Analytical chemistry of aluminum salt cake

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Component phases of Al salt cake or products from processing salt cake, resist dissolution, a key first step in most analysis procedures. In this work (analysis support to a study of conversion of salt cake fines to value-added oxide products), analysis methods were adapted or devised for determining leachable salt, total halides (Cl and F), Al metal, and elemental composition. Leaching of salt cake fines was by ultrasonic agitation with deionized water. The leachate was analyzed for anions by ion chromatography and for cations by ICP-atomic emission spectroscopy. Only chloride could be measured in the anions, and charge balances between ... continued below

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6 p.

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Graczyk, D.G.; Essling, A.M.; Huff, E.A.; Smith, F.P. & Snyder, C.T. February 1, 1997.

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Component phases of Al salt cake or products from processing salt cake, resist dissolution, a key first step in most analysis procedures. In this work (analysis support to a study of conversion of salt cake fines to value-added oxide products), analysis methods were adapted or devised for determining leachable salt, total halides (Cl and F), Al metal, and elemental composition. Leaching of salt cake fines was by ultrasonic agitation with deionized water. The leachate was analyzed for anions by ion chromatography and for cations by ICP-atomic emission spectroscopy. Only chloride could be measured in the anions, and charge balances between cations and chloride were near unity, indicating that all major dissolved species were chloride salts. For total halides, the chloride and fluorides components were first decomposed by KOH fusion, and the dissolved chloride and fluoride were measured by ion chromatography. Al metal in the fines was determined by a hydrogen evolution procedure adapted for submilligram quantities of metallic Al: the Al was reacted with HCl in a closed system containing a measured amount of high-purity He. After reaction, the H/He ratio was measured by mass spectroscopy. Recoveries of Al metal standards (about 30mg) averaged 93%. Comparison of the acid evolution with caustic reaction of the Al metal showed virtually identical results, but reaction was faster in the acid medium. Decomposition of the salt cake with mineral acids left residues that had to be dissolved by fusion with Na carbonate. Better dissolution was obtained by fusing the salt cake with Li tetraborate; the resulting solution could be used for accurate Al assay of salt cake materials by classical 8-hydroxyquinolate gravimetry.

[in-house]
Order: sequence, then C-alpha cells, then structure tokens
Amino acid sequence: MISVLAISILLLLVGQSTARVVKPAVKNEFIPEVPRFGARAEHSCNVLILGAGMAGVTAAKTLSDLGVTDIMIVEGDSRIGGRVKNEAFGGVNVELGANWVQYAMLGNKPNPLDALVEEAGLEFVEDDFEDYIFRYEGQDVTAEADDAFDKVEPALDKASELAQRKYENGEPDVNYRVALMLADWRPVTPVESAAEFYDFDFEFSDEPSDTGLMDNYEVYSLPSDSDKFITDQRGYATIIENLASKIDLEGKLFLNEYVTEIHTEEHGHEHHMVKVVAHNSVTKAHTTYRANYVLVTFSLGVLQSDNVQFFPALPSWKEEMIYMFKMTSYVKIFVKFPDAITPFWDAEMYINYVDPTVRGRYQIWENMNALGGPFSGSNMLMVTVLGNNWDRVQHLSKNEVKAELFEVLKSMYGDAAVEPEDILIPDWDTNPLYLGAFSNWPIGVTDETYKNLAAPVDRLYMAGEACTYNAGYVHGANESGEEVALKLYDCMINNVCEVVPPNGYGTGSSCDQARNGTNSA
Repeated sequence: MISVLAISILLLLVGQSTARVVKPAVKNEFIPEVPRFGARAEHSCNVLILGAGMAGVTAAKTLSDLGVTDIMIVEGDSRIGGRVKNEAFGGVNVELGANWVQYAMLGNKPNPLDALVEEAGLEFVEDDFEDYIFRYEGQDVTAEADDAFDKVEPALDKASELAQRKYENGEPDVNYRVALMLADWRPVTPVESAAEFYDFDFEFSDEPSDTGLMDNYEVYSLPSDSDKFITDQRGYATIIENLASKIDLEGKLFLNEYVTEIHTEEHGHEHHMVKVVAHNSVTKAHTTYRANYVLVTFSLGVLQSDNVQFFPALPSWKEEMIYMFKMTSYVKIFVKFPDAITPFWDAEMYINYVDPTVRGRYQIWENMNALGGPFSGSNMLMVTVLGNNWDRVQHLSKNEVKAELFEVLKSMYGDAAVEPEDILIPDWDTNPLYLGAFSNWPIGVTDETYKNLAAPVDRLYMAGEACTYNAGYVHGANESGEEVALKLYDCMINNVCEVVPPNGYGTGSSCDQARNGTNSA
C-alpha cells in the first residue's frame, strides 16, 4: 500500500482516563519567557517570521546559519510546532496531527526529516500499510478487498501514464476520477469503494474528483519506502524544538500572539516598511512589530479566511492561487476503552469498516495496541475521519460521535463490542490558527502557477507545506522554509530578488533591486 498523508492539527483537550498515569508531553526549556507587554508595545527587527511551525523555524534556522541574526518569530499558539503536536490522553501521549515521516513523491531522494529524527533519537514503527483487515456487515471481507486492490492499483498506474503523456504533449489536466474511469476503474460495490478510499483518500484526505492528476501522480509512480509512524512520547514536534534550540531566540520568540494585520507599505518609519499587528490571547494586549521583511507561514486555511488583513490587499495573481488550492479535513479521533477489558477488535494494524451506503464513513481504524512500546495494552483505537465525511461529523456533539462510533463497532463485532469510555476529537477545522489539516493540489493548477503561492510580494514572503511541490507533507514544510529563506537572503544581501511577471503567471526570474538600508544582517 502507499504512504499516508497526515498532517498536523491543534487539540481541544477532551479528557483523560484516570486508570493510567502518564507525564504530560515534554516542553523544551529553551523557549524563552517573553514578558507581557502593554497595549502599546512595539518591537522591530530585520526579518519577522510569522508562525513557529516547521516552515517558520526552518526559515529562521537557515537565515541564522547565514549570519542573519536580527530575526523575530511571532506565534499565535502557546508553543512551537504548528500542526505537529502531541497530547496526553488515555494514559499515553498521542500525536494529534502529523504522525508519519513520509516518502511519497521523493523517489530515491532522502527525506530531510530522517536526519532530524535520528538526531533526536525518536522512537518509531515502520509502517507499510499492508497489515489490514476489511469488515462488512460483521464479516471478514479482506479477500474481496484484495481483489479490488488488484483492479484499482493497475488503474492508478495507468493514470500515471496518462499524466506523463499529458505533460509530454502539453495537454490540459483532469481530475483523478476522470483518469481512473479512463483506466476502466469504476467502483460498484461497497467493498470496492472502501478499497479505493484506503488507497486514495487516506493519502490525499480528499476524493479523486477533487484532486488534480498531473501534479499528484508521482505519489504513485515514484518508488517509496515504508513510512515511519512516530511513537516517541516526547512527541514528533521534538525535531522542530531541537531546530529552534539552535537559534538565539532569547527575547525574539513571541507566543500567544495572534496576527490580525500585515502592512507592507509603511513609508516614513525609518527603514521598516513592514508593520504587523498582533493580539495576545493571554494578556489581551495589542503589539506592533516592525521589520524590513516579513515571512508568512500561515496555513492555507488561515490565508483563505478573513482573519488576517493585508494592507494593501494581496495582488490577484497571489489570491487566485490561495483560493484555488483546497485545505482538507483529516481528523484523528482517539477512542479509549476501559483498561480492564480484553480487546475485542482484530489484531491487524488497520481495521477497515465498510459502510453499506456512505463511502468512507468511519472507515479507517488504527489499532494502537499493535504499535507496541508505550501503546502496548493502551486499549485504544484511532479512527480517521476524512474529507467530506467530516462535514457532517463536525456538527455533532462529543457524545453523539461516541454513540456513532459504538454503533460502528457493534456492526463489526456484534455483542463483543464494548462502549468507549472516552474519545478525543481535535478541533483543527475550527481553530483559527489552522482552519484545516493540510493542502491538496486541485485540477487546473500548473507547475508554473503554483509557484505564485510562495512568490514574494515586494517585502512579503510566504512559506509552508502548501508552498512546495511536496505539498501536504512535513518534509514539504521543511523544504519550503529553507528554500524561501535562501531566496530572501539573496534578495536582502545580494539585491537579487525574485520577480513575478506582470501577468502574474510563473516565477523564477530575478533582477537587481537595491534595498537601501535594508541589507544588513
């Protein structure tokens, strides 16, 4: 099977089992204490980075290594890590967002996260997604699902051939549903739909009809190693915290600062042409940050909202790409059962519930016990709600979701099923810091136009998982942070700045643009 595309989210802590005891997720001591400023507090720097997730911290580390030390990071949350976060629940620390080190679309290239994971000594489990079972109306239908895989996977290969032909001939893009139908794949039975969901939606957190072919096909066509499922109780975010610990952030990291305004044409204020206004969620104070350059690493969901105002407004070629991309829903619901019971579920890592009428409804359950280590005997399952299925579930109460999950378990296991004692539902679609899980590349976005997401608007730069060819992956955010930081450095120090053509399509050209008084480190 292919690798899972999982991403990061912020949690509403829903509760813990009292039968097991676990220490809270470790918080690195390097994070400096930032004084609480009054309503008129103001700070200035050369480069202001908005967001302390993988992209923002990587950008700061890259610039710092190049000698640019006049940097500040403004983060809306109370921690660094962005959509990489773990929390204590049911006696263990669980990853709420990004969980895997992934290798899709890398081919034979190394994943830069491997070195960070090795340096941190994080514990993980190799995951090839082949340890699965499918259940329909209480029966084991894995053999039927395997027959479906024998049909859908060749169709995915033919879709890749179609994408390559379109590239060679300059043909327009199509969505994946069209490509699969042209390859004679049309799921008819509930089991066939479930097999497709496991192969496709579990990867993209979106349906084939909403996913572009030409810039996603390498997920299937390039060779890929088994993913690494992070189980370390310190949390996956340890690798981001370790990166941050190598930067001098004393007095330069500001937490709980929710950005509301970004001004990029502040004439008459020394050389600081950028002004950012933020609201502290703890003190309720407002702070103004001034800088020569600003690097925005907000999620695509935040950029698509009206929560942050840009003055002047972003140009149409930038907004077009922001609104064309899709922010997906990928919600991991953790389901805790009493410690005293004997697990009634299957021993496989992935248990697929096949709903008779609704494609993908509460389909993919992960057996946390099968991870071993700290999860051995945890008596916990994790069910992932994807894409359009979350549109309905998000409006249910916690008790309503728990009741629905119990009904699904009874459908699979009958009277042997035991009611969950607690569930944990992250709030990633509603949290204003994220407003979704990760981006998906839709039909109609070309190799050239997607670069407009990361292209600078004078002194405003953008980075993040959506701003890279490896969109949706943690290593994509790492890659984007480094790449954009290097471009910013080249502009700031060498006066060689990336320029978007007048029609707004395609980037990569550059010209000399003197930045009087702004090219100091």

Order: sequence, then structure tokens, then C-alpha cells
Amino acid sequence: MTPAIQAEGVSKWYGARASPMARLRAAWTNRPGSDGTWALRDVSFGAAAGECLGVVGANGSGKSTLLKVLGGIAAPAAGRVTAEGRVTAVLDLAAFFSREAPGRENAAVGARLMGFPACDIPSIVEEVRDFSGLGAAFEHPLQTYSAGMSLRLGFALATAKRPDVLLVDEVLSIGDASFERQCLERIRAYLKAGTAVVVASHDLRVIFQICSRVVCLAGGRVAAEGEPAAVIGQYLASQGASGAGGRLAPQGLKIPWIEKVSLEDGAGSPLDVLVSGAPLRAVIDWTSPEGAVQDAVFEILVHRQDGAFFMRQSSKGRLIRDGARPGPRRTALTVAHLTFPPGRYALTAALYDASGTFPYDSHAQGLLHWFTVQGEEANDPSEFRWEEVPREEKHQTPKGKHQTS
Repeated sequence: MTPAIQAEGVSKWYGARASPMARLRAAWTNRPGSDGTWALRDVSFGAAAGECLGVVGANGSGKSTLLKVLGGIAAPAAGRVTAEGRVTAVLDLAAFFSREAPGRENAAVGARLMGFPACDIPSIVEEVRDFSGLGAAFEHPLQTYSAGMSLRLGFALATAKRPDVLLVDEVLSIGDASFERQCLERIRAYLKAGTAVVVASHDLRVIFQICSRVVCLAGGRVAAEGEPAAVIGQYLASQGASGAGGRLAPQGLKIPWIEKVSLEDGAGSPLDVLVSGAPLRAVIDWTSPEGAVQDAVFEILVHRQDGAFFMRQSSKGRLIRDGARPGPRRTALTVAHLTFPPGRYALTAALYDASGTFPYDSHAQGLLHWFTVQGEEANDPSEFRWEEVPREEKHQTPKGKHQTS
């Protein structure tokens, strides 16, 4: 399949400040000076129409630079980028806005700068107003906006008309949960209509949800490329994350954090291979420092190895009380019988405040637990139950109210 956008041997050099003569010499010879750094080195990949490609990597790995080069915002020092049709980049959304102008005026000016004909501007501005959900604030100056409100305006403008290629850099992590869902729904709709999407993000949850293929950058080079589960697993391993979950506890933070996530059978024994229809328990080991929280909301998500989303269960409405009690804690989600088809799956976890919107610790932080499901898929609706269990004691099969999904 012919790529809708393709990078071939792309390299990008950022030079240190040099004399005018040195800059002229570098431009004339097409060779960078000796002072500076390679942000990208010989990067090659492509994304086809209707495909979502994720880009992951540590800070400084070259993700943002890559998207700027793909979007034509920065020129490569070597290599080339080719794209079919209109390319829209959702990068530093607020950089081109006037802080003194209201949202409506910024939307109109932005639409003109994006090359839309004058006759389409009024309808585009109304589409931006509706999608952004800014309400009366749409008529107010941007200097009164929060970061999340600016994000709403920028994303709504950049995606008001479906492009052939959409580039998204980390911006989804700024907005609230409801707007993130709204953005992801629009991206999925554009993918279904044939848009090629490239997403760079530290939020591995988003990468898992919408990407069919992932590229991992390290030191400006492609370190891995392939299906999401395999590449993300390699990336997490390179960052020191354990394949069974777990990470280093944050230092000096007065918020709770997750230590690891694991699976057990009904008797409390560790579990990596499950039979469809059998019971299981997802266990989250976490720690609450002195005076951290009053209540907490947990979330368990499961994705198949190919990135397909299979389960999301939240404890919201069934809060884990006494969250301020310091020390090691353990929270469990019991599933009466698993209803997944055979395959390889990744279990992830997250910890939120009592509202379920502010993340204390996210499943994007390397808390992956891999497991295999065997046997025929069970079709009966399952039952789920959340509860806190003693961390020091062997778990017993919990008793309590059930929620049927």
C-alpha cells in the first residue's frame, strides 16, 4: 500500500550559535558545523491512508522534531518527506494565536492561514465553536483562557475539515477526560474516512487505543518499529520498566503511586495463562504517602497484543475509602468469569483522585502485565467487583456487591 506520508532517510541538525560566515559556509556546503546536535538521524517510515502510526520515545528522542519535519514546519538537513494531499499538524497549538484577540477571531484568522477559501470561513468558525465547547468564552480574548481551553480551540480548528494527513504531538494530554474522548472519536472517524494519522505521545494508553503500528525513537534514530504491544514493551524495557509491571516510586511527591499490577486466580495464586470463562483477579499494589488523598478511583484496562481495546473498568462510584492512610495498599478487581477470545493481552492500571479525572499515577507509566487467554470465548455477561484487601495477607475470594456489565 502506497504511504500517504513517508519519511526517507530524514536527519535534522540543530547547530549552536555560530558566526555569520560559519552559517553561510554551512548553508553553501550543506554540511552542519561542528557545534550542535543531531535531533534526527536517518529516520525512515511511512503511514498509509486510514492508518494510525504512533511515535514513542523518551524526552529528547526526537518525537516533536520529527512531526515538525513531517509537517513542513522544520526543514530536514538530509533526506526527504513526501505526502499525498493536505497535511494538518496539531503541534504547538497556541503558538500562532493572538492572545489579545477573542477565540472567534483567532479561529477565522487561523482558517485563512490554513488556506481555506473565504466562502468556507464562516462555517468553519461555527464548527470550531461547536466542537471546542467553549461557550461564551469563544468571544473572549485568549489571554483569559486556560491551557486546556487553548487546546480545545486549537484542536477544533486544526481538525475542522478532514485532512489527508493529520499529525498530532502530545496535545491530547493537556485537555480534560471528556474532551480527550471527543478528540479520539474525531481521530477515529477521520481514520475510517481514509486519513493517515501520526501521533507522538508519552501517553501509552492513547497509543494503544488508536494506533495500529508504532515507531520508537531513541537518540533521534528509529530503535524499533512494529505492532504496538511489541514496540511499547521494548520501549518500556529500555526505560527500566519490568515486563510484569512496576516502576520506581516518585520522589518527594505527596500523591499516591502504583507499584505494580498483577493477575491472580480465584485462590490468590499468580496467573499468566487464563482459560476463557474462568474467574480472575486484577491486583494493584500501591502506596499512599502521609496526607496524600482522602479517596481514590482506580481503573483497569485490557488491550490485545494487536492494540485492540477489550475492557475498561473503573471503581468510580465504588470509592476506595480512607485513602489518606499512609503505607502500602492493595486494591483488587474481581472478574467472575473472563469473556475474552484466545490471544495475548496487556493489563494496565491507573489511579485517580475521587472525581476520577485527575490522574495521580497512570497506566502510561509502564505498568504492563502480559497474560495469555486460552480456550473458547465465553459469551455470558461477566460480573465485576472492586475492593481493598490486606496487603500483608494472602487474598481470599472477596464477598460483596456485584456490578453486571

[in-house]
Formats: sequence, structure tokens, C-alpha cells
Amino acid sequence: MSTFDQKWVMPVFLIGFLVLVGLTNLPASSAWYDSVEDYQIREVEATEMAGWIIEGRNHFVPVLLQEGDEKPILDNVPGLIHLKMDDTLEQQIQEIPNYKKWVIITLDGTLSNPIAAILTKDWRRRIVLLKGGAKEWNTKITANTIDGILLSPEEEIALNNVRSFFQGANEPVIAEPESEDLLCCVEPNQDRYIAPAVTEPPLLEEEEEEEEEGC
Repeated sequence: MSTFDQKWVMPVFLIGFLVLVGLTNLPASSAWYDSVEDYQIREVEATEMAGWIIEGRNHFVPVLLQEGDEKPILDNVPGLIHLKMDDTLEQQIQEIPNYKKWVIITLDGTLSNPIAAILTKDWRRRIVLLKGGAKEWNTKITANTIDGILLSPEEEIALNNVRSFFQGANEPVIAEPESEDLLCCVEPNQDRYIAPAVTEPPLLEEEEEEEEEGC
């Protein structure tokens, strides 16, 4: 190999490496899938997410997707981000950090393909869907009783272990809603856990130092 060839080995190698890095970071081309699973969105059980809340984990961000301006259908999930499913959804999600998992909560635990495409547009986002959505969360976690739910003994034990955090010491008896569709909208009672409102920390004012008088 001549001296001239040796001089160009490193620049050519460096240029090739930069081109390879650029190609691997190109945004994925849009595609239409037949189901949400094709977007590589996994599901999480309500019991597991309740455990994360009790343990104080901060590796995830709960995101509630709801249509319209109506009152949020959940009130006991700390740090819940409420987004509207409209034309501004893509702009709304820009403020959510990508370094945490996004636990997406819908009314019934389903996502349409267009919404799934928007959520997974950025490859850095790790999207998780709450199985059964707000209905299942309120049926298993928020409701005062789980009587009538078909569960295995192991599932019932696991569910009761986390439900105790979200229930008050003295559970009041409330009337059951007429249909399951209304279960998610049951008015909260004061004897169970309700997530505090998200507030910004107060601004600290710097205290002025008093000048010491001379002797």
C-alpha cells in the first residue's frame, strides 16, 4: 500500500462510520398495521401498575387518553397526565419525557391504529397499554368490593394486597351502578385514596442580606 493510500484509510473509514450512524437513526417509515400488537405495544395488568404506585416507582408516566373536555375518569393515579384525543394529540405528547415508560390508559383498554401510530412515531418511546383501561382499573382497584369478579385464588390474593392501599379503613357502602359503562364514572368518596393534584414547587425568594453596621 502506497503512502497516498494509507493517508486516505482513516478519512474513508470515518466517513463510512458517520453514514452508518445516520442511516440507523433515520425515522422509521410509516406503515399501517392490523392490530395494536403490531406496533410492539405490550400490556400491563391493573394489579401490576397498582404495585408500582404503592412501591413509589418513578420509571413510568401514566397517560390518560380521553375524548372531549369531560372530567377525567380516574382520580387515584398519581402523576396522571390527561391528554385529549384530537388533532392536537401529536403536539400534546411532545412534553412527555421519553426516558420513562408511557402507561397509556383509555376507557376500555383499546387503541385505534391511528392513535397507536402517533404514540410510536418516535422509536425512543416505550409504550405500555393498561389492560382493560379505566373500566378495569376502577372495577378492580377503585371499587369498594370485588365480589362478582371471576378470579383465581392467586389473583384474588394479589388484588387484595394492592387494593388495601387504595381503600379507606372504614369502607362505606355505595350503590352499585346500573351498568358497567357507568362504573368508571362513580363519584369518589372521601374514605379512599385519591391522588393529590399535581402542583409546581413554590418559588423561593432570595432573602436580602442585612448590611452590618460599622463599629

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6 p.

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OSTI as DE97003227

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  • 126. annual meeting of the Minerals, Metals and Materials Society, Orlando, FL (United States), 9-13 Feb 1997

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  • Other: DE97003227
  • Report No.: ANL/CMT-ACL/CP--91517
  • Report No.: CONF-970201--13
  • Grant Number: W-31109-ENG-38
  • Office of Scientific & Technical Information Report Number: 448025
  • Archival Resource Key: ark:/67531/metadc682237

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  • February 1, 1997

Added to The UNT Digital Library

  • July 25, 2015, 2:21 a.m.

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  • Dec. 14, 2015, 6:39 p.m.

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Graczyk, D.G.; Essling, A.M.; Huff, E.A.; Smith, F.P. & Snyder, C.T. Analytical chemistry of aluminum salt cake, article, February 1, 1997; Illinois. (digital.library.unt.edu/ark:/67531/metadc682237/: accessed November 19, 2018), University of North Texas Libraries, Digital Library, digital.library.unt.edu; crediting UNT Libraries Government Documents Department.